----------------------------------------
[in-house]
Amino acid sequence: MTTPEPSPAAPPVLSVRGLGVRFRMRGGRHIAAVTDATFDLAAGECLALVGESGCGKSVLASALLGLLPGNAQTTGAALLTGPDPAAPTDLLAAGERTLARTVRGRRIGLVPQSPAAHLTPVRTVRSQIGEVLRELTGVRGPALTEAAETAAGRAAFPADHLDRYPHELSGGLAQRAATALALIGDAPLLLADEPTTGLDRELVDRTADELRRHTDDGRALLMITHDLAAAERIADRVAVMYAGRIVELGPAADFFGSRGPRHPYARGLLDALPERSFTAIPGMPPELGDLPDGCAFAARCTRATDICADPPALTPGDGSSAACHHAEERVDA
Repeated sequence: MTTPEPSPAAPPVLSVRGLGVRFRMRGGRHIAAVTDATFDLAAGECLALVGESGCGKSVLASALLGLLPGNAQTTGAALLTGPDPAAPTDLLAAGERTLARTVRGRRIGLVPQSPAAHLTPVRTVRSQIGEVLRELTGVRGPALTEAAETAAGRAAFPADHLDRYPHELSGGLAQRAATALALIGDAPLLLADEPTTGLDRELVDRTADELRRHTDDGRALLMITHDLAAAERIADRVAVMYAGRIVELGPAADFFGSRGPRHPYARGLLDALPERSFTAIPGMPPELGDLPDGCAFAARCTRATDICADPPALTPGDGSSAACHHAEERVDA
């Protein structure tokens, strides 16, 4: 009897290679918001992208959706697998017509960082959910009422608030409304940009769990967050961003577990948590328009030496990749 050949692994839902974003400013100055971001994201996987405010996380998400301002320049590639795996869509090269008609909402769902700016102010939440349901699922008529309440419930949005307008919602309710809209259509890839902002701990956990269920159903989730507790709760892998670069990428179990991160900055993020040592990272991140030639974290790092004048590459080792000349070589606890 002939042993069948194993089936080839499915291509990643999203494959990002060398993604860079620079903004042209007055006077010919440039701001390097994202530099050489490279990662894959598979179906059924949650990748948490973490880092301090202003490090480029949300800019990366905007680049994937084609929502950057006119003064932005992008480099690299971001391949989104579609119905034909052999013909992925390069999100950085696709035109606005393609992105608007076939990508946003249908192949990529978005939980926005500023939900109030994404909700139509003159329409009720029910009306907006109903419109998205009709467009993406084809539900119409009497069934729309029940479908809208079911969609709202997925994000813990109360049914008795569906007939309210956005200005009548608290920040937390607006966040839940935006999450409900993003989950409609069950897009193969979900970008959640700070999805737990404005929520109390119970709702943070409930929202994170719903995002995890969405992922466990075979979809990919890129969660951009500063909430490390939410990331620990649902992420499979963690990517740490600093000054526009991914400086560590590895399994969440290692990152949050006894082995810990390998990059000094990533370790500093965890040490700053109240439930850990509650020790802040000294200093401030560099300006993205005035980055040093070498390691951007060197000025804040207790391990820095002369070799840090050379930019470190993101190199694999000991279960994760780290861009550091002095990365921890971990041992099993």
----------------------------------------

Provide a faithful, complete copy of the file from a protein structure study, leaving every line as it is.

[in-house]
Amino acid sequence: MTTPEPSPAAPPVLSVRGLGVRFRMRGGRHIAAVTDATFDLAAGECLALVGESGCGKSVLASALLGLLPGNAQTTGAALLTGPDPAAPTDLLAAGERTLARTVRGRRIGLVPQSPAAHLTPVRTVRSQIGEVLRELTGVRGPALTEAAETAAGRAAFPADHLDRYPHELSGGLAQRAATALALIGDAPLLLADEPTTGLDRELVDRTADELRRHTDDGRALLMITHDLAAAERIADRVAVMYAGRIVELGPAADFFGSRGPRHPYARGLLDALPERSFTAIPGMPPELGDLPDGCAFAARCTRATDICADPPALTPGDGSSAACHHAEERVDA
Repeated sequence: MTTPEPSPAAPPVLSVRGLGVRFRMRGGRHIAAVTDATFDLAAGECLALVGESGCGKSVLASALLGLLPGNAQTTGAALLTGPDPAAPTDLLAAGERTLARTVRGRRIGLVPQSPAAHLTPVRTVRSQIGEVLRELTGVRGPALTEAAETAAGRAAFPADHLDRYPHELSGGLAQRAATALALIGDAPLLLADEPTTGLDRELVDRTADELRRHTDDGRALLMITHDLAAAERIADRVAVMYAGRIVELGPAADFFGSRGPRHPYARGLLDALPERSFTAIPGMPPELGDLPDGCAFAARCTRATDICADPPALTPGDGSSAACHHAEERVDA
């Protein structure tokens, strides 16, 4: 009897290679918001992208959706697998017509960082959910009422608030409304940009769990967050961003577990948590328009030496990749 050949692994839902974003400013100055971001994201996987405010996380998400301002320049590639795996869509090269008609909402769902700016102010939440349901699922008529309440419930949005307008919602309710809209259509890839902002701990956990269920159903989730507790709760892998670069990428179990991160900055993020040592990272991140030639974290790092004048590459080792000349070589606890 002939042993069948194993089936080839499915291509990643999203494959990002060398993604860079620079903004042209007055006077010919440039701001390097994202530099050489490279990662894959598979179906059924949650990748948490973490880092301090202003490090480029949300800019990366905007680049994937084609929502950057006119003064932005992008480099690299971001391949989104579609119905034909052999013909992925390069999100950085696709035109606005393609992105608007076939990508946003249908192949990529978005939980926005500023939900109030994404909700139509003159329409009720029910009306907006109903419109998205009709467009993406084809539900119409009497069934729309029940479908809208079911969609709202997925994000813990109360049914008795569906007939309210956005200005009548608290920040937390607006966040839940935006999450409900993003989950409609069950897009193969979900970008959640700070999805737990404005929520109390119970709702943070409930929202994170719903995002995890969405992922466990075979979809990919890129969660951009500063909430490390939410990331620990649902992420499979963690990517740490600093000054526009991914400086560590590895399994969440290692990152949050006894082995810990390998990059000094990533370790500093965890040490700053109240439930850990509650020790802040000294200093401030560099300006993205005035980055040093070498390691951007060197000025804040207790391990820095002369070799840090050379930019470190993101190199694999000991279960994760780290861009550091002095990365921890971990041992099993």